In simulation studies, the response variable is often a binary (or Bernoulli) variable. Often 1 is used to indicate "success" (or the occurrence of an event) whereas 0 indicates "failure" (or the absence of an event).

For example, the following SAS/IML statements define a vector x of zeros and ones:

```proc iml; x = {0,1,1,1,0,0,1,1,1,1};```

If you want to find the proportion of ones in the vector, you could sum up the ones and divide by the length of the vector:

`prop = sum(x = 1) / nrow(x);`

However, when you think about it, the logical expression x=1 is equivalent to x itself, because the logical expression is 1 when x equals 1 and is otherwise zero. Therefore the proportion of ones in a binary vector is simply sum(x)/nrow(x), which is equivalent to the mean of x. For the example, the proportion of ones (0.7) is the same as the sum of the values (7) divided by the sample size (10), which is the mean.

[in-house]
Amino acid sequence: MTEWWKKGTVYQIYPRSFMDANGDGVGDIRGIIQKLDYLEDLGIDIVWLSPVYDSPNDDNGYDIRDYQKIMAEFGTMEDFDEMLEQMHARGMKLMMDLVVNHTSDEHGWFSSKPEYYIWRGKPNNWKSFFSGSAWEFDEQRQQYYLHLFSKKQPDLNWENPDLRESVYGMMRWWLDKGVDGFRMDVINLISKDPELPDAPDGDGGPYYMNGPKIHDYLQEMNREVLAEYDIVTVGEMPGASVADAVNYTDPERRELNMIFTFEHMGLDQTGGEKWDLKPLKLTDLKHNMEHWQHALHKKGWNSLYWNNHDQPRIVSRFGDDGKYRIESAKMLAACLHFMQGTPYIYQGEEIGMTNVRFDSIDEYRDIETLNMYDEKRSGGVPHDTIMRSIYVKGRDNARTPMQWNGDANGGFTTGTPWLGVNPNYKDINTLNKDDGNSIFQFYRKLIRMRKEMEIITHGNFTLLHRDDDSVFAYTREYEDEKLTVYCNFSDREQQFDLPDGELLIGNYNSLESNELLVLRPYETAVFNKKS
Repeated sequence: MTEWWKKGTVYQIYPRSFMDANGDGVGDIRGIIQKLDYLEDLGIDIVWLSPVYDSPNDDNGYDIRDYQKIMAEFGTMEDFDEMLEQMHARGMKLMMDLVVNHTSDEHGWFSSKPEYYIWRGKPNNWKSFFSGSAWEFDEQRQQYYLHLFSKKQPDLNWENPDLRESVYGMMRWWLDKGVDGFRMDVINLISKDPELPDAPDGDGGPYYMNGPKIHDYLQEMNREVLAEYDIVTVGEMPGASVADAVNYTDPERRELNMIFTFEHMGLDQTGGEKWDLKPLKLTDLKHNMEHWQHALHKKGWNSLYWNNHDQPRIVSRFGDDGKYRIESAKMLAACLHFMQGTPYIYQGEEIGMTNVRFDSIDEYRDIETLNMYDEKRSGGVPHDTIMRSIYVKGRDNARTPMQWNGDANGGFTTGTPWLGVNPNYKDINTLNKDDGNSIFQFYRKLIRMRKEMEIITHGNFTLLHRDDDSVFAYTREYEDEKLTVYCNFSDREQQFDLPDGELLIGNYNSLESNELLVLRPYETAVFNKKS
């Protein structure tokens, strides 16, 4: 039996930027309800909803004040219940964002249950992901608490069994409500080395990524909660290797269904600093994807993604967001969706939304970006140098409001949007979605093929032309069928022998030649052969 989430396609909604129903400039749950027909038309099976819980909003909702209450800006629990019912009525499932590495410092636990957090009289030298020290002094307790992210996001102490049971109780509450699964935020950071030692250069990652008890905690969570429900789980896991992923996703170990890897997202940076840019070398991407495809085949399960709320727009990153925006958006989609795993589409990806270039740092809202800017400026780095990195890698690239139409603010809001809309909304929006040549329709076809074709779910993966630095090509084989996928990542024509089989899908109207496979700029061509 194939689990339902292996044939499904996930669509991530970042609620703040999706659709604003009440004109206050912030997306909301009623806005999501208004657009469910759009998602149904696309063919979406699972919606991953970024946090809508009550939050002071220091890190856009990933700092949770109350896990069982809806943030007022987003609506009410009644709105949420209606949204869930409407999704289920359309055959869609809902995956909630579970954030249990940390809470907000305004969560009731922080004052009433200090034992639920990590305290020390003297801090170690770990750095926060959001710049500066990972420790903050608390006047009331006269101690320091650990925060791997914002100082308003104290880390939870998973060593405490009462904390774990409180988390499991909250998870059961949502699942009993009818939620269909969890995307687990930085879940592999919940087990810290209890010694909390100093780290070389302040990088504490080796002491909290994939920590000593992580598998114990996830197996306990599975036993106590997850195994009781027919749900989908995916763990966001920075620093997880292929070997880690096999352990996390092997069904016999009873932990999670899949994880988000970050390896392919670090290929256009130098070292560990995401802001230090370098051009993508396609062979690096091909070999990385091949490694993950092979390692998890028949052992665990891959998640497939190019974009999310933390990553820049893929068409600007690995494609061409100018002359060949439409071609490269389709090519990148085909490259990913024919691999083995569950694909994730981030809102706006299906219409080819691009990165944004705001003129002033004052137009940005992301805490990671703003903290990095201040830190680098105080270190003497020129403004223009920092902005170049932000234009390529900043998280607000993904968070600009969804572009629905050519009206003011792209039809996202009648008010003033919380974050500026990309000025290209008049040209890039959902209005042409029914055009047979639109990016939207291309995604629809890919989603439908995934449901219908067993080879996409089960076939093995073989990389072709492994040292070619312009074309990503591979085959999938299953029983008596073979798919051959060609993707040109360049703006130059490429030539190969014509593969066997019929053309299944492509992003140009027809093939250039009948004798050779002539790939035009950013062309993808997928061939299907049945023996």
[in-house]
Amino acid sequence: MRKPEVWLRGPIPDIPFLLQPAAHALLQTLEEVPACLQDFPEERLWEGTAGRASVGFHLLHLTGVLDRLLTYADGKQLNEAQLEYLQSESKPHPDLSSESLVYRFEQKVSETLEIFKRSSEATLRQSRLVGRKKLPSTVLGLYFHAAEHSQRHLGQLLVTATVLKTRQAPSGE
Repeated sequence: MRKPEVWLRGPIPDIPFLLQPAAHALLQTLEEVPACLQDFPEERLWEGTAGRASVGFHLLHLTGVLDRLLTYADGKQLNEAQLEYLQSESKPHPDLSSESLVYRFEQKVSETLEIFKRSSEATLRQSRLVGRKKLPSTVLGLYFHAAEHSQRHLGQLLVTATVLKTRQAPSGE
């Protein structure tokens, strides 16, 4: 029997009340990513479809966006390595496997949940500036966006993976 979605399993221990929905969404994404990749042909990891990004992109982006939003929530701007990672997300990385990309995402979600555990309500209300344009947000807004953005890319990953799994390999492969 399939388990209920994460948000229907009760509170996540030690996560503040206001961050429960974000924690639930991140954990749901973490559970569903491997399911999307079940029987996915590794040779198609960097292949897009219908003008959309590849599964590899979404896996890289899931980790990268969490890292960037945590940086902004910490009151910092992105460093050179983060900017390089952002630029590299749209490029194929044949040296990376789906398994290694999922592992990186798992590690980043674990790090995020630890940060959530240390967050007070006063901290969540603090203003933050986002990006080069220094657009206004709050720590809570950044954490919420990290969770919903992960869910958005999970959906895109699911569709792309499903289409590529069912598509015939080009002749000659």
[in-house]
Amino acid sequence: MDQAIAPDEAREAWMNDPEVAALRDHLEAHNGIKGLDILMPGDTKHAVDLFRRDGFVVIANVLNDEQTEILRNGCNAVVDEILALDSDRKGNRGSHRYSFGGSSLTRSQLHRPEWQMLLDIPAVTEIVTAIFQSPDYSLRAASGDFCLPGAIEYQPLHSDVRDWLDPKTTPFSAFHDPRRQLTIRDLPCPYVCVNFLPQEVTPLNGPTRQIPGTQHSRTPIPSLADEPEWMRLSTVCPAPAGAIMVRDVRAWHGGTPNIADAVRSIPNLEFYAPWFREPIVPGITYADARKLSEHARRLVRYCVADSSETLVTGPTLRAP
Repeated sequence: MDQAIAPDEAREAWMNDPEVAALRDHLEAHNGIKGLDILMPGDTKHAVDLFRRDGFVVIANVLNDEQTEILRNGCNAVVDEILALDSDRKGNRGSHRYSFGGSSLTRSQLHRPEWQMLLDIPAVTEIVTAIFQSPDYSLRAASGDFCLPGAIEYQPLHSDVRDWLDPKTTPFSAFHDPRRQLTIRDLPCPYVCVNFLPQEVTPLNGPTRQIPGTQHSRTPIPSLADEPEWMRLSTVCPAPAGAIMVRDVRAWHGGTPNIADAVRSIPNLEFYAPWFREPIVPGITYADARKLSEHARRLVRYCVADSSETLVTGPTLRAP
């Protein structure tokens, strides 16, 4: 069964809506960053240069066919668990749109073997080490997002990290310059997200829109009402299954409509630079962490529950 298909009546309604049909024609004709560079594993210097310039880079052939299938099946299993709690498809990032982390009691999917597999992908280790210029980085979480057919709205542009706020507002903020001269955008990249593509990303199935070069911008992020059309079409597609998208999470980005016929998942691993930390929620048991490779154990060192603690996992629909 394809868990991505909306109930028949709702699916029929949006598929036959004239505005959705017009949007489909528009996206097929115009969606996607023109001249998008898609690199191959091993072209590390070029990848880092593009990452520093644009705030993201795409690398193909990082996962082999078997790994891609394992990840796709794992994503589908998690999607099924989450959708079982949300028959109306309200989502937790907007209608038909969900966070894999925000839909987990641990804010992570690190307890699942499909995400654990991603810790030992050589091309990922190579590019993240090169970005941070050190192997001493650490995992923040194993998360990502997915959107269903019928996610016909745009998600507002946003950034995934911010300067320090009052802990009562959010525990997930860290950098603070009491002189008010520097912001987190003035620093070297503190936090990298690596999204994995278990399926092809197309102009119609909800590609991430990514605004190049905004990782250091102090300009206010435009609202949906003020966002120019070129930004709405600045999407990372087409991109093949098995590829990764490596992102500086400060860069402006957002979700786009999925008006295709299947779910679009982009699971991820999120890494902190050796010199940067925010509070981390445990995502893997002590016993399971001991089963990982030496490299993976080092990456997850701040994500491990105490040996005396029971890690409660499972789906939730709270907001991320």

Consequently, a simpler expression that computes the mean of a binary vector is as follows:

`prop = x[:]; /* mean of x */`

This expression also correctly handles missing values in the x vector, whereas the original expression does not.

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